"Ruddy Turnstone is a small, highly-migratory wading bird with a large global range. It breeds in northern latitudes in open tundra habitat often close to water. Outside the breeding season it is found along coastlines, particularly on rocky or stony shores. It is the only species of turnstone in much of its range and is often called Turnstone.
"We have been amazed at the feats of Bar-tailed Godwit tracked by satellite from Australia and New Zealand to their breeding grounds in the high Arctic and back", said Dr Clive Minton from the Australasian Wader Studies Group. "Unfortunately the size of the satellite transmitters, and the batteries required to power them, precluded their use on smaller shorebirds like Ruddy Turnstone".
“… it was back in south-east Australia having completed a 27,000-km round trip” —Ken Gosbell, Chairman of the Australasian Wader Studies Group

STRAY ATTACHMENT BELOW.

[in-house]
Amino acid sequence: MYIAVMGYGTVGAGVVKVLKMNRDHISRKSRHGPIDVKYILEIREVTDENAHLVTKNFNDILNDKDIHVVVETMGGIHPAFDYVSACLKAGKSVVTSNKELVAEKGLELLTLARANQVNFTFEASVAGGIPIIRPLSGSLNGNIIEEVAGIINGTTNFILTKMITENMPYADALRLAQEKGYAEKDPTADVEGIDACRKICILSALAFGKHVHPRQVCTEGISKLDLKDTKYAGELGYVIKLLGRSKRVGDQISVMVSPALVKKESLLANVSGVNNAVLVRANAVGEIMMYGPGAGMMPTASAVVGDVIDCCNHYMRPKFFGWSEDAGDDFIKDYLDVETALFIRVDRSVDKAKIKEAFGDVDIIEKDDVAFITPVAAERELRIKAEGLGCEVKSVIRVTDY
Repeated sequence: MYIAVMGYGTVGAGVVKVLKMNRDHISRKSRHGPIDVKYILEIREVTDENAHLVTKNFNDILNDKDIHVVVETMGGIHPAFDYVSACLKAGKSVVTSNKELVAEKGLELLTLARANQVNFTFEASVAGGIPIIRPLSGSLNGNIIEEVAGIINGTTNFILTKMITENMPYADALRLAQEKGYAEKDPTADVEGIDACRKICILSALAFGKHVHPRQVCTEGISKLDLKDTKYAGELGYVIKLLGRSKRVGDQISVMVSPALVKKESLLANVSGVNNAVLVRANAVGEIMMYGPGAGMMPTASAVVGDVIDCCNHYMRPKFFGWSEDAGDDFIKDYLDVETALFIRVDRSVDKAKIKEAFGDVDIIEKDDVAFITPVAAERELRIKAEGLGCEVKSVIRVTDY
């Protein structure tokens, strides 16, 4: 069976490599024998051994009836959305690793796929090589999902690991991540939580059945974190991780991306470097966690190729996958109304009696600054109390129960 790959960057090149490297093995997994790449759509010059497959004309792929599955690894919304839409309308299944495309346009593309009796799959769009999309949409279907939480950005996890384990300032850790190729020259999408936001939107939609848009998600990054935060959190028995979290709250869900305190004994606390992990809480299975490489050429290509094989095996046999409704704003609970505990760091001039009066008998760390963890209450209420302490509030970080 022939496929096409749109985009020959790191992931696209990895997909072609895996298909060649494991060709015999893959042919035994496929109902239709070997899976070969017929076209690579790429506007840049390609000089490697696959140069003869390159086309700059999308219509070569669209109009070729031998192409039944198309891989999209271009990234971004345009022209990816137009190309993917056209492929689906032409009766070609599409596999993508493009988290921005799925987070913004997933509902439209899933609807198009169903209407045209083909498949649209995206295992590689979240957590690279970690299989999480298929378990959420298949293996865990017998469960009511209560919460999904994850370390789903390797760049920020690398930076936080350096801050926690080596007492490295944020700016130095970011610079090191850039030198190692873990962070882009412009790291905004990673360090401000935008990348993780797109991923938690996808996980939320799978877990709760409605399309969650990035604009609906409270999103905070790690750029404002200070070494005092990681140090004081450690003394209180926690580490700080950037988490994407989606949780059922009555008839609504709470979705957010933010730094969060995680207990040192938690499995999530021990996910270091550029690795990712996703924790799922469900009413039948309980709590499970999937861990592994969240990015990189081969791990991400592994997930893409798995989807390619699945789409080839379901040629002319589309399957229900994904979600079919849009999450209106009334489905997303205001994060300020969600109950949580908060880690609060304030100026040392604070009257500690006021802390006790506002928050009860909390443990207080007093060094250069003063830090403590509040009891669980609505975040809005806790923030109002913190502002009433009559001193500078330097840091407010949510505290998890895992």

The researchers therefore decided to use new 1 gram light-sensor geolocators - supplied by British Antarctic Survey in Cambridge, England - and fitted them to eight Ruddy Turnstone spending their non-breeding season in south-east Australia in April 2009. Four geolocators were eventually retrieved from birds between 20 October 2009 and 8 January 2010.
"All four birds flew 7,600 km non-stop to Taiwan in just over six days, with three apparently travelling together", said Dr Clive Minton. They then flew on to northern Siberia, following separate paths and stopping over at different sites. "By early August, two had moved to Korea and south-eastern Siberia, respectively, but another bird returned to Australia via the Central Pacific!"
The Pacific bird spent 26 July -15 October on the Aleutian Islands before flying 6,200 km across the Pacific in four days to Kiribati, and then it made another four-day, 5,000-km flight to eastern Australia. "Five days later it was back in south-east Australia having completed a 27,000-km round trip", added Ken Gosbell - Chairman of the Australasian Wader Studies Group."
Read the whole story at: A Ruddy Long Way to Fly
I just wonder how long flights our Ruddy Turnstones make...?